Since then, the county has acquired a couple more tracts by the Butler property, and what is now known as Rhody Ridge Arboretum increased from those initial 6 acres to a little more than 11 acres.

Fir grew up in Dallas and went to Southern Methodist University there, majoring in English.

By then she was using her nickname, instead of her legal first name, which was Founta.

As a youngster, she had been on a family driving trip that took them through the Cascades.

“I remember going through Stevens Pass. I just loved it. I had never been meant to live in flat plains,” says Fir. “I thought, ‘I don’t know how I’m going to do it, but this is where I want to live.’ ”

So she began calling herself after the forests she had seen on that trip.

Fir met a young guy who had served as an aircraft armorer in World War II and become a pharmaceutical salesman.

She and Merlin married in 1953.

“On our wedding day, we took off for here,” says Fir.

She worked as a secretary; Merlin continued in pharmaceutical sales. They rented a place to live and saved their money.

In 1957, they bought their dream property.

Tumor surgery meant Fir couldn’t bear children.

But Fir and Merlin had the land, their many hikes, their beloved dogs, each other.

“We worked outside every moment we could,” says Fir. “It’s not what everyone would have wanted for life, but it was perfect for us.”

After a few years, she stayed home and worked on the acreage. When Merlin came home from work, he’d join her in the garden.

Weekends were often for hikes, with their backpacks ready the night before so they could leave at 6 a.m. Saturday. Vacations also were for hikes in the Cascades.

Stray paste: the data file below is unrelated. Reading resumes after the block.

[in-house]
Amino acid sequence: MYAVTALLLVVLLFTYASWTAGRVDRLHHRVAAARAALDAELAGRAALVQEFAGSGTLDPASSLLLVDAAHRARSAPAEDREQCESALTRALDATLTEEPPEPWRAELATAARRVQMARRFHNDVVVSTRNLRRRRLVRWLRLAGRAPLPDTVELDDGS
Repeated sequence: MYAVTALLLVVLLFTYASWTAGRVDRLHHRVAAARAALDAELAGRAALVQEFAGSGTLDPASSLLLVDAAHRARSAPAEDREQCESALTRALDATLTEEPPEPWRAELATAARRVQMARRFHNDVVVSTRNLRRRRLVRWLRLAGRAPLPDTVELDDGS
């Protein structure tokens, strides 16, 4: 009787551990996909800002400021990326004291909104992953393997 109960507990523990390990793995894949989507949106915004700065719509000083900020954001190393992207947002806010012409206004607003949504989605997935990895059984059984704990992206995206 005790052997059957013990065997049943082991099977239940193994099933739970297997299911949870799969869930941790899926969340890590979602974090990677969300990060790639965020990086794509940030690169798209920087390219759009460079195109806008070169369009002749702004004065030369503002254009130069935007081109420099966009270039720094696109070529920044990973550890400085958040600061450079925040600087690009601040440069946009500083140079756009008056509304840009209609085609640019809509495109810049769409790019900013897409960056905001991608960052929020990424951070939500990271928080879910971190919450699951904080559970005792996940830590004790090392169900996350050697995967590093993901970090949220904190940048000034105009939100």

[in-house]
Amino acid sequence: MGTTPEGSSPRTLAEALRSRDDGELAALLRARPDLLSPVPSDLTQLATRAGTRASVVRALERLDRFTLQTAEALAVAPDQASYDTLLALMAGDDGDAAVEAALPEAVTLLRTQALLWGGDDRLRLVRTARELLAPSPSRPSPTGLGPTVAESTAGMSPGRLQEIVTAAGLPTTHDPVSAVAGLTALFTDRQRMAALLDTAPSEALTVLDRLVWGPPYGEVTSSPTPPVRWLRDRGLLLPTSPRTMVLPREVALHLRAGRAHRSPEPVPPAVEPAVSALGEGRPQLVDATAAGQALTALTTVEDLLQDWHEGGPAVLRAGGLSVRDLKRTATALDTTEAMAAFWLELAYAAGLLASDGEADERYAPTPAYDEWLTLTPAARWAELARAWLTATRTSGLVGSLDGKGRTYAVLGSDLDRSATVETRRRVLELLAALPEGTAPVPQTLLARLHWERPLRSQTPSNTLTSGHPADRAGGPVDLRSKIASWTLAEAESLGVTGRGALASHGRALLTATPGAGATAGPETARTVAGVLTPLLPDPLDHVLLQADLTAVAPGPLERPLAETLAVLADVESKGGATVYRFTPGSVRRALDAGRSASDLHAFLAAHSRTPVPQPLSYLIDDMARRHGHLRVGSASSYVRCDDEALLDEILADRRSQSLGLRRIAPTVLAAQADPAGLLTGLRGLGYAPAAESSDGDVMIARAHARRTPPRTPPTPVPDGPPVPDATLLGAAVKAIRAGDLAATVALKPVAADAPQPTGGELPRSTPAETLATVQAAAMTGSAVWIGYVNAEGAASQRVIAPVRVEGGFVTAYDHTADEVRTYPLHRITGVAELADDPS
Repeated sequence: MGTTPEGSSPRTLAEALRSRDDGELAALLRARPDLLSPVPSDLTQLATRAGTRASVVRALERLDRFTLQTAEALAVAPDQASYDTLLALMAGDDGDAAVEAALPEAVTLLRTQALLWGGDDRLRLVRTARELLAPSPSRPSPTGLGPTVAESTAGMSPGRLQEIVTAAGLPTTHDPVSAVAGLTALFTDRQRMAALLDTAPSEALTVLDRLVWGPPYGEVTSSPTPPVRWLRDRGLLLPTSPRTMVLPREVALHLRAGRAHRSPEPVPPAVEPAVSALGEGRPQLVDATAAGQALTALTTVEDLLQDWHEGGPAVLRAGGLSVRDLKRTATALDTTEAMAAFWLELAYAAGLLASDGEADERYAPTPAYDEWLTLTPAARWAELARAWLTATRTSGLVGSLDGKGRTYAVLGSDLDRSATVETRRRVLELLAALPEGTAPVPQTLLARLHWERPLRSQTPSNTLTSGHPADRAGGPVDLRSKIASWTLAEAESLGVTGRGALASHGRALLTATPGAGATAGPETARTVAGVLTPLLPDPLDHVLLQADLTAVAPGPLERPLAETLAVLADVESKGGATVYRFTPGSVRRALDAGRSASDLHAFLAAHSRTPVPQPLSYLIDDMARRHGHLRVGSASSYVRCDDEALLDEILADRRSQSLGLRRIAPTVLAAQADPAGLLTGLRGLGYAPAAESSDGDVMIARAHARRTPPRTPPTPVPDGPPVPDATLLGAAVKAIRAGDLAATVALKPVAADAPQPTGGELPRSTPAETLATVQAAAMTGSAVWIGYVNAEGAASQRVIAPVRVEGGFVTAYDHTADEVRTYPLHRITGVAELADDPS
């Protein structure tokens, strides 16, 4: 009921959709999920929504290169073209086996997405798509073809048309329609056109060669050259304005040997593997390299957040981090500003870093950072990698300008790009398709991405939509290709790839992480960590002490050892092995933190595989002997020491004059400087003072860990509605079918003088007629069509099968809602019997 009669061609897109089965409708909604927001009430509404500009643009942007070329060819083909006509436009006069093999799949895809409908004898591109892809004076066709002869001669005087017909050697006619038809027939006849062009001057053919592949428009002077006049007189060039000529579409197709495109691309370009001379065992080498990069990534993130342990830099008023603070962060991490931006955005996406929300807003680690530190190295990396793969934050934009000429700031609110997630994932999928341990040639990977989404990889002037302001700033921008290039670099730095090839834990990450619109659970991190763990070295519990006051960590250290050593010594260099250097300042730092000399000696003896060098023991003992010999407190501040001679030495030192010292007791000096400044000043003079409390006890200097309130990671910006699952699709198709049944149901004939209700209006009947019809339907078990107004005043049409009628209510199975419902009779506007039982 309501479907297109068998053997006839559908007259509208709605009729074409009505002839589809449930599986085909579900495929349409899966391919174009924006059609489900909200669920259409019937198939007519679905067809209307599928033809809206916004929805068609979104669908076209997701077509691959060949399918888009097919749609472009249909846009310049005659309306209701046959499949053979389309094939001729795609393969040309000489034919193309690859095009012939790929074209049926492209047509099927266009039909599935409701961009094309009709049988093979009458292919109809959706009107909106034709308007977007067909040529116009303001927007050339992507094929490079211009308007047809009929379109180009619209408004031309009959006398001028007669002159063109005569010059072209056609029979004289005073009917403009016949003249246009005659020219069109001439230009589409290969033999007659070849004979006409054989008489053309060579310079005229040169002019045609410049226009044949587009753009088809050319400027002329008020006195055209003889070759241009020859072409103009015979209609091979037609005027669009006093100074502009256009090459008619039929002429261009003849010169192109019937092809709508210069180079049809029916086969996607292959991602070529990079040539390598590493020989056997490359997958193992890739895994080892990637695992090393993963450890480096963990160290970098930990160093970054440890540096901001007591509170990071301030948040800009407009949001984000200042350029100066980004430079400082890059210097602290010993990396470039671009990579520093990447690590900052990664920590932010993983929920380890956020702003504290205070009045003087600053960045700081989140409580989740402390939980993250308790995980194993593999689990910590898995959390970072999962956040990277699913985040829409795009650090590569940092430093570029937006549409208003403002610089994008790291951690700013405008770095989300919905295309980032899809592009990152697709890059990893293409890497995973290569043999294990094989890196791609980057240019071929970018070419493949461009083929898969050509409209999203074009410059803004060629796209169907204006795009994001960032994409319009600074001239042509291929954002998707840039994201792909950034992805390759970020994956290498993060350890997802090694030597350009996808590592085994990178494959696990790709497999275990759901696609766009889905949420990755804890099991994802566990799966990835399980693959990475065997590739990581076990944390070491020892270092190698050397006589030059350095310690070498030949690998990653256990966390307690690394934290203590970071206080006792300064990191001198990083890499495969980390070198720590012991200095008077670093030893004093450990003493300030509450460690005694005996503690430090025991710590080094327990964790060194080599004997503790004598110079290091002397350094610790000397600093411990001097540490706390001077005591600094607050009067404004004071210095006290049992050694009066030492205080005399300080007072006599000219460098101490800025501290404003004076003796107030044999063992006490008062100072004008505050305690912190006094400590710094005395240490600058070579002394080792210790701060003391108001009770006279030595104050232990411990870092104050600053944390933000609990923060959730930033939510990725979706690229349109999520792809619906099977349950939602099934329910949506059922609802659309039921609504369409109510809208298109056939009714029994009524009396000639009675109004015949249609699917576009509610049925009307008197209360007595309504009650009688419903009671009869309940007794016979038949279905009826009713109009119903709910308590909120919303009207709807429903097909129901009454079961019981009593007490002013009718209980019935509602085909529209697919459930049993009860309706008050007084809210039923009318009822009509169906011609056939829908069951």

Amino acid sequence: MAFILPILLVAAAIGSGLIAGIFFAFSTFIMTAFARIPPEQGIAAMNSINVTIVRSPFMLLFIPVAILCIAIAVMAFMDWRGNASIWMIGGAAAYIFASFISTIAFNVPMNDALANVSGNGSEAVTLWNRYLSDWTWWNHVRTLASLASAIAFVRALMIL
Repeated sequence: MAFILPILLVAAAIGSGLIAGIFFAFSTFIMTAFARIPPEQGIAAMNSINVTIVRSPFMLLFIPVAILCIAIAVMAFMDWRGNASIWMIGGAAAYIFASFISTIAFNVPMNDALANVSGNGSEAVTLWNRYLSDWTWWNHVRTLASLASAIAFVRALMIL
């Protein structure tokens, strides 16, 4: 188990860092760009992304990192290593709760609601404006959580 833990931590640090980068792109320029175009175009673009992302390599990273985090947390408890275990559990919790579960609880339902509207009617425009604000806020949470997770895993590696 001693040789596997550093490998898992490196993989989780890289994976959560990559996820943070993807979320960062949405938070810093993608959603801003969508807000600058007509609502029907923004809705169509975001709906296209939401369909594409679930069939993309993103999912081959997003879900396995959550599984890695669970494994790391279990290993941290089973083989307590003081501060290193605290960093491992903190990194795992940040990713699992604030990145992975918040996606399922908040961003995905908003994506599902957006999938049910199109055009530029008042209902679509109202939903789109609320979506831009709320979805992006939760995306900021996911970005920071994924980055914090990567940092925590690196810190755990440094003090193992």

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“Why go anywhere else? We always had the mountains,” says Fir. “When you’re climbing a mountain, you become part of the mountain.”

If you ask, Fir can show you the numerous card files, all meticulously itemized, and photo albums the couple kept.

One bunch of cards is for the various plants.

There is a kind of poetry in their utilitarian descriptions.

One card explains, “Removed all soil because of suspect Phytophthora (a pathogen) in area.” Another card describes one of the rhodies, “Mid to deep yellow, unusually tall candelabra type truss.”

Another bunch of cards is for their hikes, and the descriptions again are straightforward: “Mt. Rainier, Paradise, Skyline Trail. Went to near top of ridge with good view of Camp Muir — appeared to be about same distance as parking lot below.”

The photo albums include dozens of pictures of rhododendrons, and also of the mountain scenery. There are no photos of Fir and Merlin on those hikes. It was nature that mattered.

What will happen to all the card files and photos when the county takes over isn’t clear. A nonprofit, the Rhody Ridge Foundation, has been started.

Perhaps the material will be displayed, so that visitors can get an idea of who was behind this nature park, says Richard Fairfield, head of the foundation. He’s a retired Boeing engineer and has 400 rhododendrons on his own Snohomish property.

The foundation will have to figure out how to pay for maintenance, such as a new irrigation system. This year’s hot summer took a big toll on the plants. Money for that is not in the county budget.

Perhaps the home on the property will be turned into a meeting area, he says. Perhaps the site will be rented for weddings, perhaps there is grant money available.

Fir and Merlin did all they could to save the land.

Now Fir watches the passing of the seasons.

With its foliage, she says, “Fall is my favorite season,” and it is arriving.